Today is Amavasai – New Moon day , considered auspicious by many. Anjalai from Mylapore is busier than usual. She paints pumpkins for sale. These pumpkins are ‘broken’ at homes and business premises to ward off evil and bring good luck .
While a pumpkin sells for 60 to 80 rupees Anjalai gets an additional 40 or 50 rupees for her painted ones.
While the awareness about pollution and its prevention are gaining momentum, the same can not be said of e-waste and its hazards. There are efforts in the unorganized sector to reuse and recover. However, these are harmful to the workers and the environment.
I was happy to note that there are organized initiatives from the private sector to manage e-waste. At a seminar which I chaired sometime ago, one of them even presented me a memento plated with gold recovered from PCB’s!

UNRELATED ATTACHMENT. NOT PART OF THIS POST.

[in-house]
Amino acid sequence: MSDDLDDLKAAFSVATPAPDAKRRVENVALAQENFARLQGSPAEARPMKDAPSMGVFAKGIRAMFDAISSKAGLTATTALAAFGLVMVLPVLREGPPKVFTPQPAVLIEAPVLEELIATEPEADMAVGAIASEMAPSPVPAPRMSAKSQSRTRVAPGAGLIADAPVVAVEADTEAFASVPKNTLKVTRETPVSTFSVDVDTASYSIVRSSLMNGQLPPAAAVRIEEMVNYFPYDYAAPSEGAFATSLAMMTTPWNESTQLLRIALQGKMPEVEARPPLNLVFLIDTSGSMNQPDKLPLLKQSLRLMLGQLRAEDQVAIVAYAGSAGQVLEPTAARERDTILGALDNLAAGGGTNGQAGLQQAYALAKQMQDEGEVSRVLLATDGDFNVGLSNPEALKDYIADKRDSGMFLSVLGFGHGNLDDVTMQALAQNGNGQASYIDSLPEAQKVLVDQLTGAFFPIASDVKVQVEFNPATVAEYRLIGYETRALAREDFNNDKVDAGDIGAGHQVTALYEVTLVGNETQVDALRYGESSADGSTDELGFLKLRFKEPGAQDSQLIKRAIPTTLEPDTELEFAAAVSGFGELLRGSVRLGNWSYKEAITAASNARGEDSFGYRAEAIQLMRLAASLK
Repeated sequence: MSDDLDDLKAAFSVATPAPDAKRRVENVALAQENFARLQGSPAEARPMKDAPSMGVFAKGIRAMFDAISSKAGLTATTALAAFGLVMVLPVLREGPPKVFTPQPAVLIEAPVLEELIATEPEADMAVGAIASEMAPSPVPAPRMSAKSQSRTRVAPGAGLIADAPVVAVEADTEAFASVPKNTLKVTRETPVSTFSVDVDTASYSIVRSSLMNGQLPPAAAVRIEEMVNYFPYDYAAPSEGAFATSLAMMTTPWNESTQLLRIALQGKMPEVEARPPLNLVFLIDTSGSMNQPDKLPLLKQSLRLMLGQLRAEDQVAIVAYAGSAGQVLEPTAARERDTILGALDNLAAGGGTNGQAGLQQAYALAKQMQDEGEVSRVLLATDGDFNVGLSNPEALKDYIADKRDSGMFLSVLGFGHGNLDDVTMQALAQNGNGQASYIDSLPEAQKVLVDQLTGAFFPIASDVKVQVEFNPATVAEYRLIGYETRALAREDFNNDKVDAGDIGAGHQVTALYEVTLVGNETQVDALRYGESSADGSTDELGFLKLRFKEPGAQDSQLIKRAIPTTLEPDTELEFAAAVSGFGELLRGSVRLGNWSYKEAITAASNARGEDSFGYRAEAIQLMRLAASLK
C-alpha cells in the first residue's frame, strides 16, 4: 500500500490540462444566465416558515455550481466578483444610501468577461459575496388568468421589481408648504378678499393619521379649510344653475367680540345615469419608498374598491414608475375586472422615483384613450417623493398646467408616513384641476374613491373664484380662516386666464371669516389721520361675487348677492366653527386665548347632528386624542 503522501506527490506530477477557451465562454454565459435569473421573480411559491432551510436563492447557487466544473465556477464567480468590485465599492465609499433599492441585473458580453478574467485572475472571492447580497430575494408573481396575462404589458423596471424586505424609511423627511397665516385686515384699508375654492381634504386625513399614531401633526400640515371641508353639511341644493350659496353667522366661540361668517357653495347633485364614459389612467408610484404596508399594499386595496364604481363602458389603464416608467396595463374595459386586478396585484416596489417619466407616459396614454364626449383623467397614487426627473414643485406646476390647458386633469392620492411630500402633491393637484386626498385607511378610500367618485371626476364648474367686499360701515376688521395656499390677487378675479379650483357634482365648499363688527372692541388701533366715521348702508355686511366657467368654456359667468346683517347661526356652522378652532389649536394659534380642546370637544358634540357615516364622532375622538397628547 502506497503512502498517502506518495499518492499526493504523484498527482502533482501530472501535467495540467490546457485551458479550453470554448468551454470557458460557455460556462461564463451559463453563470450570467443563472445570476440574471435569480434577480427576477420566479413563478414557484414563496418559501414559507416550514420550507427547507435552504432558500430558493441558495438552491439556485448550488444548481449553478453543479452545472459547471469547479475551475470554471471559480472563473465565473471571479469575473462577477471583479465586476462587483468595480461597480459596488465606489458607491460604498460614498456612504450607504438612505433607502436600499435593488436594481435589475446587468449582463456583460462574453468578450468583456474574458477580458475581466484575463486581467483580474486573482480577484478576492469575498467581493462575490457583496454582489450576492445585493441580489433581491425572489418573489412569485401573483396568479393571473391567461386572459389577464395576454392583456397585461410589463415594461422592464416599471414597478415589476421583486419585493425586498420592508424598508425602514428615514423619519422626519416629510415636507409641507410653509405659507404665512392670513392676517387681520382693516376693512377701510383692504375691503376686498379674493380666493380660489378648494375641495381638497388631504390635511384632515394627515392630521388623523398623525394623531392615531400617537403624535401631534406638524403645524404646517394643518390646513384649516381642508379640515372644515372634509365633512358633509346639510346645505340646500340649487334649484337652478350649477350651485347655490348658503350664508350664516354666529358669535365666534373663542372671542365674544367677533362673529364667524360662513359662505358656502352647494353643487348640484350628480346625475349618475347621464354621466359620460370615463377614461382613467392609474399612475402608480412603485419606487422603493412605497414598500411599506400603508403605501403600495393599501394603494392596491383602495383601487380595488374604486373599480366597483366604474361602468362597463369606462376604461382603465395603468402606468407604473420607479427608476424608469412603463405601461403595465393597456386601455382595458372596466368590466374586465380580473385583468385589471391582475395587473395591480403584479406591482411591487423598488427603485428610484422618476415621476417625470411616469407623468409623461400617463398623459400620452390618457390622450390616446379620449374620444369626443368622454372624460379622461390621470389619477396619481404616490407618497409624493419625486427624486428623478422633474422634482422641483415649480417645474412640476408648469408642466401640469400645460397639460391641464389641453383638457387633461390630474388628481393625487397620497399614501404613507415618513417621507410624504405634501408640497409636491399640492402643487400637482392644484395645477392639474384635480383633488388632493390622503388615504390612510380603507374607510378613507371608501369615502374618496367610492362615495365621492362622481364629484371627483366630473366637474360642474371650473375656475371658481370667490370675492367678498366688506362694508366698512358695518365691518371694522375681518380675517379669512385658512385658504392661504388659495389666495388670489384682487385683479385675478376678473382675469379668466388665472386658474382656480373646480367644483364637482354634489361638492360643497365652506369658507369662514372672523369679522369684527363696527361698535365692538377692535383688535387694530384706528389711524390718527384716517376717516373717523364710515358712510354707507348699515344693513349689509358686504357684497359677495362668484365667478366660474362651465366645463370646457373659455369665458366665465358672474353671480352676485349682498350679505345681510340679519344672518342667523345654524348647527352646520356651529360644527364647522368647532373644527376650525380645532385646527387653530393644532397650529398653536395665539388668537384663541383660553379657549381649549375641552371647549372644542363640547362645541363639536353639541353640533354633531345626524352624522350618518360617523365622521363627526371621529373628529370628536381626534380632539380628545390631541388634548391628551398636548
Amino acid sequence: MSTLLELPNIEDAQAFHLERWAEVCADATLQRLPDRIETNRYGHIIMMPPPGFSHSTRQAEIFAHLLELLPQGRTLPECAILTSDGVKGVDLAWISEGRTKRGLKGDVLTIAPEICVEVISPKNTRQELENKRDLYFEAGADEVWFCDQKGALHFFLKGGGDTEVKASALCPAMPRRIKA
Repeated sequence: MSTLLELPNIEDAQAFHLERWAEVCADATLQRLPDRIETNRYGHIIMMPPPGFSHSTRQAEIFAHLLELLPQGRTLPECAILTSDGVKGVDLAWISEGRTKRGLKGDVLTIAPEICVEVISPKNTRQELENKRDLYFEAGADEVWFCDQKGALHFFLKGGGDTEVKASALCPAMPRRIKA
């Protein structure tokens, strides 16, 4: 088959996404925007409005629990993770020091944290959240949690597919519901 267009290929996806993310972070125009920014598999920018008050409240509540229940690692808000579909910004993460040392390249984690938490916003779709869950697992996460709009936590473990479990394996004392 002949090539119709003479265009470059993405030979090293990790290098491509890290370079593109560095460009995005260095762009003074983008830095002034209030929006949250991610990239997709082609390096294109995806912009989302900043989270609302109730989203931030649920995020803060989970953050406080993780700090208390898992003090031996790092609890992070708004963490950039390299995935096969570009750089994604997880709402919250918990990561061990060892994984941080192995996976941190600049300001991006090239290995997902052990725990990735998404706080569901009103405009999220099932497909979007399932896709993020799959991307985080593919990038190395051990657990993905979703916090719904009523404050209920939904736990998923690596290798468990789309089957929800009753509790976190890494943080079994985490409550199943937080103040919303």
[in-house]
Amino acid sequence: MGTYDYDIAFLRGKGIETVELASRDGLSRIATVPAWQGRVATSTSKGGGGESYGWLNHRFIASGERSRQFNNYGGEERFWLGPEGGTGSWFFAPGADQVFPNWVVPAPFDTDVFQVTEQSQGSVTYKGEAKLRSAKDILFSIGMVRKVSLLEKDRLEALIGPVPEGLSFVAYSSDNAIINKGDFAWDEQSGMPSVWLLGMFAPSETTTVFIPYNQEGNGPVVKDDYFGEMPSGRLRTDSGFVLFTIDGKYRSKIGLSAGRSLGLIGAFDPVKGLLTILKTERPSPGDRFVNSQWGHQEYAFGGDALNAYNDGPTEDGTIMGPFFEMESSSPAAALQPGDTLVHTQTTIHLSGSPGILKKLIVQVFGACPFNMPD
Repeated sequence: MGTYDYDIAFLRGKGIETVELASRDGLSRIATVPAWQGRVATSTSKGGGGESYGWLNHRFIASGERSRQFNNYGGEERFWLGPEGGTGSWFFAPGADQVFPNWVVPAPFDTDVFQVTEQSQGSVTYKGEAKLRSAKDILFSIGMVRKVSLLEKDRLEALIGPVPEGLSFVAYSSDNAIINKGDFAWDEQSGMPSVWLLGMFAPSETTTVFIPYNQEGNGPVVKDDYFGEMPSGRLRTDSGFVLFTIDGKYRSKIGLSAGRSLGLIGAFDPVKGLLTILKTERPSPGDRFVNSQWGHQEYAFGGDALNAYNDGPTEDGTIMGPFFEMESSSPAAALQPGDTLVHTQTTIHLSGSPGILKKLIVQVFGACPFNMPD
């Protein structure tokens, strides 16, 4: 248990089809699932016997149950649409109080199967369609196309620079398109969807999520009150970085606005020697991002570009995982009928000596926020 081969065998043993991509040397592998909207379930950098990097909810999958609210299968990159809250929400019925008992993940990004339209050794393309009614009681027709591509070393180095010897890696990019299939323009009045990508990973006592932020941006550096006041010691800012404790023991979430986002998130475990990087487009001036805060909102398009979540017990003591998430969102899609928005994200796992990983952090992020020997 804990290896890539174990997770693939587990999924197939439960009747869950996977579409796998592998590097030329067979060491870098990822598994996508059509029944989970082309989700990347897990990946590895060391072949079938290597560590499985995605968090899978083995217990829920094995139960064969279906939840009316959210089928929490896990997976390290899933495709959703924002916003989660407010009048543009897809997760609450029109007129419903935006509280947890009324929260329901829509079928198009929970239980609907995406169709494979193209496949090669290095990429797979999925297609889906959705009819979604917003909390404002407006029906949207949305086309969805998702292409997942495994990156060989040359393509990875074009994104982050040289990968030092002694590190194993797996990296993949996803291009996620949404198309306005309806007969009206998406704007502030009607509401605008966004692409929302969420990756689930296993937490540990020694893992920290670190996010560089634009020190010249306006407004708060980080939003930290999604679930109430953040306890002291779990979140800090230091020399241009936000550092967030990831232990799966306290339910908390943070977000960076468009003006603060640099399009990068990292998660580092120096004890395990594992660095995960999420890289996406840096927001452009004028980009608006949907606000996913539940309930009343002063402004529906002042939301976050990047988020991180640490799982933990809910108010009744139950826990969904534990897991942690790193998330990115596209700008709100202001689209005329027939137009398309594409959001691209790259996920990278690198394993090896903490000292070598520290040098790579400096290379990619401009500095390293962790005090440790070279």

The picture of the baby doll among e-waste is from a wayside market in Pallavaram, Chennai.
Meet Syed Ali Badsha at the Friday Sandhai at Pallavaram. Badsha sells floor mats made from hosiery waste. He has started early (7 am) and spread his ware for the customers. He procures the goods from Tiruppur and nearby areas and sells at half the supermarket prices.
Every Friday morning hoards of traders assemble on a road at Pallavaram for the weekly sandhai. They sell everything from ‘pin to elephant’. This is a stand selling cheap electronic watches.
Once upon a time, “foreign goods” were available only at Burma Bazaar or Kasi Chetty Street. With such goods permeating even street markets in far-off places could be a sign of democratization of ‘foreign goods”.